Six Sigma Projects Lead the Way in Cost-Savings
The executive education program at Syracuse University’s Whitman School of Management continues to help local companies evolve into efficient, cost-saving machines. Over the past 10 years, the program has led training courses and seminars at nearly 50 companies in the Central New York area, saving them over $15.56 million dollars in the process.
Although the program offers many customized training seminars, the Six Sigma courses are most popular and offer the largest opportunity for improvement for many companies. Whitman’s Six Sigma course is taught through a series of online training programs and four optional on-site days, offering professionals the chance to earn a “black belt” or “green belt” upon completion. Business leaders in a diverse range of industries have attended the course to develop strategies for process improvement.
“Our most popular course offering, Six Sigma allows companies to zero in on processes and find ways to make them more efficient,” said Patrick Penfield, Whitman’s director of executive education. “Often by finding the ‘waste’ in a process, companies can identify cost-savings and make it easier for employees to complete the work. We continue to hear positive feedback about the overall experience both personally and professionally.”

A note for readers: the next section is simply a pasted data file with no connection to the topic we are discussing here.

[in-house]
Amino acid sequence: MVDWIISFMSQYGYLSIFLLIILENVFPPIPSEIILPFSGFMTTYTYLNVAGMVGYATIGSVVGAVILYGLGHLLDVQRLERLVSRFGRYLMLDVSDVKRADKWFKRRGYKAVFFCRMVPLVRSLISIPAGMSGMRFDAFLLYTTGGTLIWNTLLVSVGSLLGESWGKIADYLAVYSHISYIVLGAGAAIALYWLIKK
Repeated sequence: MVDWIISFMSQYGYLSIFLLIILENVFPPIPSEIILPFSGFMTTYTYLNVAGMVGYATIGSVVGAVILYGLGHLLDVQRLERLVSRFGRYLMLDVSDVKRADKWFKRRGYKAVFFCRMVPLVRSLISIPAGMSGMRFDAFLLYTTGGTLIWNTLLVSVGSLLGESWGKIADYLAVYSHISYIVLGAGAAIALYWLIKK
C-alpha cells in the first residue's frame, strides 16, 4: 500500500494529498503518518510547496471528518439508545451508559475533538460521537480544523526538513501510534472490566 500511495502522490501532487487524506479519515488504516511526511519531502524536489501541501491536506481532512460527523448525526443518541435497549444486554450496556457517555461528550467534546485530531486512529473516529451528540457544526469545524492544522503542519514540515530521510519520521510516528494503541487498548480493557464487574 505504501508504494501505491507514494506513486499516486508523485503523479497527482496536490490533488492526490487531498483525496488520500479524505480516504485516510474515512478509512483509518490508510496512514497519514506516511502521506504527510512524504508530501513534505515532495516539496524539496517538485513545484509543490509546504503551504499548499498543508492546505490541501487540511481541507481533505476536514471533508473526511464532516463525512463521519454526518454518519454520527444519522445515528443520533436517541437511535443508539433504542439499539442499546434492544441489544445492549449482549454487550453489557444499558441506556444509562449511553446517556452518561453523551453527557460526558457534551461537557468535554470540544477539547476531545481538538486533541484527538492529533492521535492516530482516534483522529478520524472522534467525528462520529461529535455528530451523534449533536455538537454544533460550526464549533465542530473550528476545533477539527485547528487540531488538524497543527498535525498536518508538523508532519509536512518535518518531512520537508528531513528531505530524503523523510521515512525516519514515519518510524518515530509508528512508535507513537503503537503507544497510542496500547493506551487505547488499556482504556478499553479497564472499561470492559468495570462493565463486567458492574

Penfield added that often manufacturing types or engineers attend the Six Sigma course but even administrative functions, such as finance, have benefited greatly from the tools and skills gained. At a recent culminating event at Anaren, Inc., Vice President of Human Resources Diane Moore explained how the company’s growth led to its participation in a recent six sigma course.
“As a result of rapid growth, we recognized that we had areas where we needed to increase throughput, productivity and quality,” said Moore. “So, we decided to look for a greenbelt program that we could bring on site to tailor it to what we were looking for.”
She said the groups of employees who participated ranged from finance staff reviewing invoice turnaround to process engineers who laid out how a product moves through the assembly line.
For companies thinking about this type of training, Moore noted that Anaren was able to leverage a grant from the Workforce Development Institute that paid for 50 percent of the cost for the Six Sigma training. There are many other similar grant programs available for companies looking to train executives in a variety of skills and disciplines.
For more information about Whitman’s executive education program, including upcoming training dates and times, visit whitman.syr/execed.